March 08, 2014
Halloween 2013 - Homemade Lego Darth Vader and Leia costume
I was bit saddened by this, as it made the actual viewing of the movie a bit anticlimactic ("Wow, this is just like the Angry Birds game!"). But on the plus side, Darren's request for a Halloween costume this year was Darth Vader. LEGO Darth Vader, to be precise. And Ally chose Princess Leia. So I got to make some cool costumes.
There are purchasable, reasonably-priced Darth Vader costumes out there. But I don't like them for a few reasons:
1. Most use masks and don't include any other kind of helmet. I'm anti-mask. I don't think they're particularly safe or comfortable, and I like to see my kid's face.
2. The nicer ones start to get pricey, and are mostly made for adults
3. There are no Lego Darth Vader costumes
4. I like making this stuff myself.
The major components of the Darth costume that I needed to make: the helmet/headgear, the lightsaber, the chestpiece, a cloak, and the lego hands. Leia was simpler, with the hair buns, the chestpiece, and the hands.
The Vader Helmet
The helmet design is completely stolen from this awesome homemade Darth Vader costume: http://diy-projectcrazy.blogspot.com/2012/10/home-made-darth-vader-costume.html?m=1 That costume is super well done, and the writeup is fantastic. I took the lazy way out and skipped on the paper mache and mod podge for the helmet, and it's held up okay. I used a glue gun to attach the foam to the inside of the helmet, which proved strong enough.
The Lego Hands
Lego guys have pretty distinctive hands, so I wanted these to come out well, to make it obvious that they are LEGO Darth Vader and Leia, not just regular Darth Vader and Leia.
I had been itching to use my new 3D-printer, and this seemed like the perfect task.
I used 123d Design to make the model, and was really happy with it.
But then I broke my printer, so on to plan B. Amazingly, Amy found black beer cozies at the craft store. We cut the bottom off, slit all the way down one side, and made a wrist hole on the other side. Some spray paint, and viola! Lego hand.
This was all too easy, as I had a lightsaber toy I bought in college. I was really popular in college.
It's green, not red, which bugged me, but I got over it. It lit up, extended, and made sounds. Anything I could DIY couldn't compete.
For Ally, I gave her my Lazer Tag gun that still somehow worked after years and years. It had a light, and made sounds, so they had fun with that as well.
The Lego Body
The body is a fairly simple trapazoid shape, but I wanted to get the dimensions just right, so it would be snug, but not too tight. If it flopped around or got stretched, it would likely break easily or be uncomfortable, and they would want out.
First I measured the kids all over, and traced their outline on a big piece of paper on the wall. The most important dimension to get right is from armpit to armpit. Too small, and the box wouldn't fit. Too big, and they wouldn't be able to rest their arms down.
I went through a few cardboard revisions, since cardboard is cheap. Once I got it right, it was time to transfer to foamcore board. I taped the edges together on the inside and outside with packing tape, my favorite costume adhesive. On the inside, I added some triangles of foamcore in the corners to keep the sides from swinging around.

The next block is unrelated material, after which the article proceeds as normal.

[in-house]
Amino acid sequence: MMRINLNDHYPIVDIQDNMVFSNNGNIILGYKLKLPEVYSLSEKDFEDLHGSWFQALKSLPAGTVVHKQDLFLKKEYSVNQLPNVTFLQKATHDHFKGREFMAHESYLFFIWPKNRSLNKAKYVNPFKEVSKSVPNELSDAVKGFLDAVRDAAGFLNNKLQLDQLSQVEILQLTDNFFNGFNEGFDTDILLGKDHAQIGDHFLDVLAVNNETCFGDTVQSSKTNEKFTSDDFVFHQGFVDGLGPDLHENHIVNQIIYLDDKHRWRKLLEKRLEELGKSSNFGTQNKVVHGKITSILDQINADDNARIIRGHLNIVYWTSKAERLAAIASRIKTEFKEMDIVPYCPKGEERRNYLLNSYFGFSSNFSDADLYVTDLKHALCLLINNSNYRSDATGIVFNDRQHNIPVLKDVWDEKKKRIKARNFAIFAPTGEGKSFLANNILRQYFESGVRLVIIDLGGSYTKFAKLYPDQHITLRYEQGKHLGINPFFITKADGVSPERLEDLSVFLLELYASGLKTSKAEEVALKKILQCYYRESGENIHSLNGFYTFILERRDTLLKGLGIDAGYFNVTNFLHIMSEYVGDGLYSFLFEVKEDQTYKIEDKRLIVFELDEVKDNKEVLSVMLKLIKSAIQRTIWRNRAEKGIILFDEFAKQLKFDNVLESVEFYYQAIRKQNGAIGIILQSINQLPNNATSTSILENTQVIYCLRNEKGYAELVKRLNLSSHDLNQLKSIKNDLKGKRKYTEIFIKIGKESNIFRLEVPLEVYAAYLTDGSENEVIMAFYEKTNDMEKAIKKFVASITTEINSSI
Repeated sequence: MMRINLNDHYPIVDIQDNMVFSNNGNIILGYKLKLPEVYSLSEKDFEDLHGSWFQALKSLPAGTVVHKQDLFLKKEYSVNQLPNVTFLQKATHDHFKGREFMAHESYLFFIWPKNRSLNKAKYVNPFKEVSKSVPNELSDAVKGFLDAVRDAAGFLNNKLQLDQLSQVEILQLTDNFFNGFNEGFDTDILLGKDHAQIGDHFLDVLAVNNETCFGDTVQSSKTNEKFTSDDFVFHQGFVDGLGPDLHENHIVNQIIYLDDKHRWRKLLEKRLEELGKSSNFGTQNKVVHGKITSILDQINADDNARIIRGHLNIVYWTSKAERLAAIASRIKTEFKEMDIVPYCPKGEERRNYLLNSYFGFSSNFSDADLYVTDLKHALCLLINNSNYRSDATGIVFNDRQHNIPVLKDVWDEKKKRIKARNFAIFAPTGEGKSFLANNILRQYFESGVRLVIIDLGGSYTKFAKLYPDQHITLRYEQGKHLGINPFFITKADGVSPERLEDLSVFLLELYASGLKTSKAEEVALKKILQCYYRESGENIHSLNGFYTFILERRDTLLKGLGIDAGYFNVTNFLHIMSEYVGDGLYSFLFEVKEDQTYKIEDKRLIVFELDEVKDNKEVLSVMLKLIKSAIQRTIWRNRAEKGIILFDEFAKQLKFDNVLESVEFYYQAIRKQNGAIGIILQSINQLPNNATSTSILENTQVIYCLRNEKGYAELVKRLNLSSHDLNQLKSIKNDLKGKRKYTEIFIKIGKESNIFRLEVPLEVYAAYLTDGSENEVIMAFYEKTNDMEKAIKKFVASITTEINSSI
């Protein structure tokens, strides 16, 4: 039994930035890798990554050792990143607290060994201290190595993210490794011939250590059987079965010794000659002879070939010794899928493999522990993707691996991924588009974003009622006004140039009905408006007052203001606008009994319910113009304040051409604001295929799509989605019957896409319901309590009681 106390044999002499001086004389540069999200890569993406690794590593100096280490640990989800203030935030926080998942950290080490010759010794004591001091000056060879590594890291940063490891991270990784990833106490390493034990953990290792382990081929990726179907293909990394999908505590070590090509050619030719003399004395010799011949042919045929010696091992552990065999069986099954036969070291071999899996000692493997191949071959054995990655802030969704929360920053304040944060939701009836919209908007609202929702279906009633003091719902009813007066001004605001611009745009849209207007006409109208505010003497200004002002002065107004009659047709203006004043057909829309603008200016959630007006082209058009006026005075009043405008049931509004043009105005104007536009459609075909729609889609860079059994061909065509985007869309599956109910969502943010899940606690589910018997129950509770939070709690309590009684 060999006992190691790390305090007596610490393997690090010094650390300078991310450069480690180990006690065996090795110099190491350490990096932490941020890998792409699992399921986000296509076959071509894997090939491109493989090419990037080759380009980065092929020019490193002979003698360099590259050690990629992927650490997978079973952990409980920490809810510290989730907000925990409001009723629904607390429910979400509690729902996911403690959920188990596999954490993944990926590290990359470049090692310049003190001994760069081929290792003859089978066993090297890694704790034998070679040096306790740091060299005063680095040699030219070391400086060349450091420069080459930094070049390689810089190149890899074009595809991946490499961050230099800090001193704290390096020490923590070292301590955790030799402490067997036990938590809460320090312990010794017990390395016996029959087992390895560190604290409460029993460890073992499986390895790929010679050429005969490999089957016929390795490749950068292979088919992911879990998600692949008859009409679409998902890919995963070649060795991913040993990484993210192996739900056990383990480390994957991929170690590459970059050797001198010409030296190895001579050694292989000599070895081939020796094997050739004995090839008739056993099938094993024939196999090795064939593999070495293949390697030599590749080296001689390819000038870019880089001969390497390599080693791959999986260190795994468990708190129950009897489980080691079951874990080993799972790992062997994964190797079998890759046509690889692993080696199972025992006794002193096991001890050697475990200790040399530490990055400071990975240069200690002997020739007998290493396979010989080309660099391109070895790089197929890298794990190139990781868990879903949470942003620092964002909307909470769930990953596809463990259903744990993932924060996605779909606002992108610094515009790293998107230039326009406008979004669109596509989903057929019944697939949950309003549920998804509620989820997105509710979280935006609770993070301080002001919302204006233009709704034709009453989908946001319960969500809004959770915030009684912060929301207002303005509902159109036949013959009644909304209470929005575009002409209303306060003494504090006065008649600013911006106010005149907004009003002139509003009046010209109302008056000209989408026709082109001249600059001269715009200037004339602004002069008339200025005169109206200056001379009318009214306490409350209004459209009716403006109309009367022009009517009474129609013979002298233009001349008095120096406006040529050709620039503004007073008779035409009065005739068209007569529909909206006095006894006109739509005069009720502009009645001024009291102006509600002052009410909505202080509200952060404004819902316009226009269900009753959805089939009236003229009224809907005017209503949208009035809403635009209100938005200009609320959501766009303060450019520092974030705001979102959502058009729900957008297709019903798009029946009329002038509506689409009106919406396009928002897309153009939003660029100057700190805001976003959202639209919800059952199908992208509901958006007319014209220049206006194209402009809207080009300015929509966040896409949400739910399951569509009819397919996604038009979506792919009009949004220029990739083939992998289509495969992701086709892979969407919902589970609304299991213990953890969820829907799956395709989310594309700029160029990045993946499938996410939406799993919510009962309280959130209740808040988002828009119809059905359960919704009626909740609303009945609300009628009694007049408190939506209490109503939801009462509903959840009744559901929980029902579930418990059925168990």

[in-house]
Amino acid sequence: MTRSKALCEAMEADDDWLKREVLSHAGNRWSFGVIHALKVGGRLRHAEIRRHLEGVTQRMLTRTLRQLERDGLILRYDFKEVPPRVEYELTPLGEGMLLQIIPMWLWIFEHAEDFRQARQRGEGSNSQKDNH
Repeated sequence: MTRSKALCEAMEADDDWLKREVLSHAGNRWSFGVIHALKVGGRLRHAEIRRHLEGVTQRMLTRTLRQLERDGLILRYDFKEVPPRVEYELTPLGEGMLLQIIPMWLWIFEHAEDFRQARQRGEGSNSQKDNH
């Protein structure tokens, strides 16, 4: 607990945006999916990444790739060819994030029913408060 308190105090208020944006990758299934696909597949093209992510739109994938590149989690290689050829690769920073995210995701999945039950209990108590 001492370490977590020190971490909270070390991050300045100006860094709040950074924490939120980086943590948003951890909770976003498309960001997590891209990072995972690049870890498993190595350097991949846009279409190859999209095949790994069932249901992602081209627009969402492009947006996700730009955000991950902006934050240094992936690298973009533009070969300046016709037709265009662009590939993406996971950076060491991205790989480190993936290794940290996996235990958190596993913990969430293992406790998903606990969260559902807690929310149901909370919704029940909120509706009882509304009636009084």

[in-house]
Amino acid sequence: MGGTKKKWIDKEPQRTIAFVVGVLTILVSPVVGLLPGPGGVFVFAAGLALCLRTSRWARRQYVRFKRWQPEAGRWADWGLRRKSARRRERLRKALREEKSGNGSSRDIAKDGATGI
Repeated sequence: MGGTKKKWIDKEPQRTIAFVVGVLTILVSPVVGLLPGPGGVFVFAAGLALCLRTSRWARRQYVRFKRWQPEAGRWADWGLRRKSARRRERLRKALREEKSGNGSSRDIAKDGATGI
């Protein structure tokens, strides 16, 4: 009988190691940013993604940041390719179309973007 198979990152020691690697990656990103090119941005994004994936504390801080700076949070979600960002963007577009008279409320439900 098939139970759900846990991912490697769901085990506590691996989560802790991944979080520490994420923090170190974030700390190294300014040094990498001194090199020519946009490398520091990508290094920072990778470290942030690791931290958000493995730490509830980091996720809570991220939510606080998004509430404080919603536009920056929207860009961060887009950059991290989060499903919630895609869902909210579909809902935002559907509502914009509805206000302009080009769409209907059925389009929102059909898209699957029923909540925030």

I attached the back piece with a strap of adhesive velcro -- my second-favorite costume adhesive -- to use as a way to get in and out. Darren's school doesn't allow costumes on Halloween, so I didn't think I needed to make it possible for him to get in and out without grown-up help.
Amy made a sweet cloak (NOT a cape) from some black fabric, and we attached it to the box with adhesive velcro.
I spraypainted everything black, then applied some decals I made in photoshop, and attached with spray adhesive (3rd favorite)
Leia's was essentially the same, but without the spraypaint. Amy freehanded the decals from some colored paper, using an actual Lego Leia for reference.
Amy used some brown yarn to make some buns. She used a glue gun to attach them to round fabric scraps, and then more glue to attach them to a hair band.
I thought it would be cool to add a voice changer to the costume, to make Darren sound like Darth Vader. I wasn't even sure it would be possible, but it turns out one of my favorite companies, adafruit, sells a voice changer kit for this exact purpose. In fact, I already had some of the pieces in the kit from the Octoalert I built for Ally. All I really needed was a microphone and an amplifier circuit.
Assembling the voice changing circuit was pretty straightforward, since Adafruit has a great tutorial. For simplicity, I boiled down their keypad of buttons down to one light-up button I had left over from Darren's robot costume last year. I modified the Arduino code to just play a different Vader sound each time the button was pressed. I also added two red leds, for visual effect.
I crammed the whole mess into a box I made of foamcore.
and attached it to the main costume body with velcro (so I could remove it when necessary) and a few tabs/slots I had cut. The box didn't want to stay all the way in, but it never fell off, so I was happy.
I put the microphone inside an empty dental floss container, to protect it, and to make it easier to hold.
The good news is that the kids had a lot of fun playing with the voice changer in the days leading up to Halloween. The bad news is that on Halloween itself, one of my wires must have come loose, as the voice effect stopped working. The lights stayed lit, though, so it wasn't a total loss.
The costumes turned out great! Sure, my voice changer quit just when I needed it most, but that's what I get for cramming the circuit in so tightly. Lesson (hopefully) learned.Posted by Kevin at March 8, 2014 09:23 AM